Somebody Scream! Rap Music's Rise to Prominence in the Aftershock of Black Power

Marcus Reeves

Faber & Faber



Trade Paperback

336 Pages



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In Somebody Scream, Marcus Reeves explores hip-hop music and its politics in the turbulent and formative years since the Civil Rights movement. For many African Americans of a certain demographic, the sixties and seventies were the golden age of political movements. The Civil Rights movement segued into the Black Power movement which begat the Black Arts movement. In 1979, Sugarhill Gang released “Rapper’s Delight.” The single became one of the first hip hop hits, climbing into the Top 40s on the United States pop charts and reaching #4 on the United States R&B charts.

During the Reagan years, in the absence of credible, long-term leadership in the black community, much of the progress fought for in previous decades began to unravel. Young blacks disillusioned with politics and feeling society no longer cared or looked out for their concerns started rapping with each other about their plight, becoming their own leaders on the battlefield of culture and birthing Hip-Hop in the process.

Reeves looks at ten artists that have impacted rap—from Run-DMC (Black Pop in a B-Boy Stance) to Eminem (Vanilla Nice)—and puts their music and celebrity in a larger socio-political context. In doing so, he tells the story of hip hop’s rise from New York-based musical form to commercial music revolution to unifying expression for a post-black power generation.


Praise for Somebody Scream!

“Marcus Reeves gives voice to the world that hip-hop created and still hopes to create.”—Mark Anthony Neal, author of New Black Man

“It's inspiring when a writer can bring insight, conviction and perspective to a subject too often lost in myth and controversy. Marcus Reeves does that and more. He knows the music and the history, and brings both vividly to life here.”—Anthony DeCurtis, Contributing Editor, Rolling Stone

"Pay attention: one of the most compelling writers of our generation has arrived. Somebody Scream! is a deeply imagined, finely balanced, and richly detailed narrative of our nation's complicated, contradictory, often explosive post-Black Power journey."—Jeff Chang, author of Can't Stop Won't Stop: A History of the Hip-Hop Generation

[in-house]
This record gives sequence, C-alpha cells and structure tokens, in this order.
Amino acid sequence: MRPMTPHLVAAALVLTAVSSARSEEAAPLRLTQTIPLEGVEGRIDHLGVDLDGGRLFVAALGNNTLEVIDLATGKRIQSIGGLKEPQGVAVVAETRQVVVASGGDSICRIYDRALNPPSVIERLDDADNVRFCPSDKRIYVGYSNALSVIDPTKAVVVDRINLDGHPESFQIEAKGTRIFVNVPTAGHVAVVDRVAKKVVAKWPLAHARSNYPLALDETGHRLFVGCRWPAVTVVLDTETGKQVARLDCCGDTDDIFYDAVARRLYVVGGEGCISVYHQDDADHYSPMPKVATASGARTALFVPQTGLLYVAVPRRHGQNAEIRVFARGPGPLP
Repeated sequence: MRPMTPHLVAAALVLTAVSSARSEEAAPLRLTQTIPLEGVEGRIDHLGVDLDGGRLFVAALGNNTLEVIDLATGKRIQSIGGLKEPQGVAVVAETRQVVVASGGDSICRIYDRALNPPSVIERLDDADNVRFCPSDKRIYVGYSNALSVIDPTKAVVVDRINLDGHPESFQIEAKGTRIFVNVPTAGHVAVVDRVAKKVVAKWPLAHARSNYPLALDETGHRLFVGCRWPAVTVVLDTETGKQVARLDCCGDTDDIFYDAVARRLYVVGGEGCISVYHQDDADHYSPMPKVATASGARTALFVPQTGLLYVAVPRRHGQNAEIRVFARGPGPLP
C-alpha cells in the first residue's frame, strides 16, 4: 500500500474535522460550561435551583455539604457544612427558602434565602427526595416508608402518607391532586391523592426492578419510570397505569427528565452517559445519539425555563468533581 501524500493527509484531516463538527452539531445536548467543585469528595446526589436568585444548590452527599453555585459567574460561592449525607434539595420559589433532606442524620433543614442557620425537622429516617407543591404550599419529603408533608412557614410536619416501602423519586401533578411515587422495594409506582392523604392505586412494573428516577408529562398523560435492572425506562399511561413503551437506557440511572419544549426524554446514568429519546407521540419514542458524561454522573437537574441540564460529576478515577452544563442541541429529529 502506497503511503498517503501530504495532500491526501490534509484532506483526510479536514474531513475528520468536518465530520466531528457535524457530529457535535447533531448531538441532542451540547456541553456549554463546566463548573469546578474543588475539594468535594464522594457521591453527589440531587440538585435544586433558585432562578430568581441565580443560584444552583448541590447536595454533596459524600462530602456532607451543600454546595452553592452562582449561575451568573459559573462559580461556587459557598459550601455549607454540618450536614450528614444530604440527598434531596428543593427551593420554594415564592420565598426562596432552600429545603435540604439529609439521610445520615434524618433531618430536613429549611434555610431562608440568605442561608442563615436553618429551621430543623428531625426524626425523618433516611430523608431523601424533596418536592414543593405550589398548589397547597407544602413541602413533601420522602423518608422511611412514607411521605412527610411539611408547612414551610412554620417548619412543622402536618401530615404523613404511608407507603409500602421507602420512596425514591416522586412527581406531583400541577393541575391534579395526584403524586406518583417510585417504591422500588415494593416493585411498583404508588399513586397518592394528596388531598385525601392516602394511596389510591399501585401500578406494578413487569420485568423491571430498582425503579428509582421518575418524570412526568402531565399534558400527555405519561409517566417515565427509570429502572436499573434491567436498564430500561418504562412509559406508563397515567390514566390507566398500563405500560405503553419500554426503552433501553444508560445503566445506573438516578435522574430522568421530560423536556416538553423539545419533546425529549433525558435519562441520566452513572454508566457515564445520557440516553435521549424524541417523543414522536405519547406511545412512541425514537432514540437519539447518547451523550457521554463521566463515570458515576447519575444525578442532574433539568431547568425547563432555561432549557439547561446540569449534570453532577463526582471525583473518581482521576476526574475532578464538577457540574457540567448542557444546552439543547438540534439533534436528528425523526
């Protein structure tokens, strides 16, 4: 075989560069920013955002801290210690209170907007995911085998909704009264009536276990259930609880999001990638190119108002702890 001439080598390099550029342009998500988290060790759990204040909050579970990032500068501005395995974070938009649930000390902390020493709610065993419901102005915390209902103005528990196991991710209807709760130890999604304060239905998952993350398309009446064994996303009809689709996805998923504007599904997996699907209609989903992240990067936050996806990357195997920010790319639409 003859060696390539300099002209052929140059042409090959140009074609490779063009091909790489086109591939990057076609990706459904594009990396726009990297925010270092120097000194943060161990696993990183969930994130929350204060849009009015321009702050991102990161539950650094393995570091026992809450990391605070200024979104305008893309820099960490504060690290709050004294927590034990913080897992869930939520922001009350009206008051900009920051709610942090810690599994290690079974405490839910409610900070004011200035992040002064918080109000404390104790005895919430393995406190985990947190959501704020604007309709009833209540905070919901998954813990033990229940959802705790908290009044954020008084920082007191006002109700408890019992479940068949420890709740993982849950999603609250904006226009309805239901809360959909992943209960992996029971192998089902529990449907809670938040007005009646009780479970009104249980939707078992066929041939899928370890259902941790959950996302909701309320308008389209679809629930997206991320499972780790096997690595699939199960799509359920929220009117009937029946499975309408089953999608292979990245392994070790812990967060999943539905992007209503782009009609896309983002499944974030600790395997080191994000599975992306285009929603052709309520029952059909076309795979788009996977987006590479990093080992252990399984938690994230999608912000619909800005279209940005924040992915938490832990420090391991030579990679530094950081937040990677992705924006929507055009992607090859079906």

“Reeves honors hip hop culture by illuminating it. He tells the story with great insight and deep compassion.”—David Ritz, author of Divided Soul: The Life of Marvin Gaye

“If in Somebody Scream! Marcus Reeves only provided his exegesis of Public Enemy and Chuck D, it would be an indispensable book.  The rest of the chapters, for me, are added value—and extremely valuable. What a remarkable new writer and scholar!”—Herb Boyd, author of Baldwin’s Harlem

"Somebody Scream! is a panoramic, icon-by-icon rendering of hip hop. In the crowded field of hip hop lit, this book is a stand-out. Marcus Reeves has composed a portrait of the culture that possesses all the verve, intellect and swagger of a classic Rakim line."—William Jelani Cobb, author of To The Break of Dawn: A Freestyle on the Hip Hop Aesthetic

"Marcus Reeves's Somebody Scream! is a strong and timely book for the new day in Hip Hop. Don't miss it!"—Cornel West
“Marcus Reeves is one of the gifted thinkers and literary spokespersons of the hip hop era. Every cultural movement, every generation, needs those voices who are not only willing to represent that movement and that generation, but also able to stand back and, like the rapper Bonecrusher, proclaim, loudly, with his chest poked out, ‘I ain't never scared.’ And never scared is what Marcus Reeves is with Somebody Scream!: he manifests the truth from back in the day to our day straight up and down, with no chaser, and no apologies.”—Kevin Powell, author of Some Day We'll All Be Free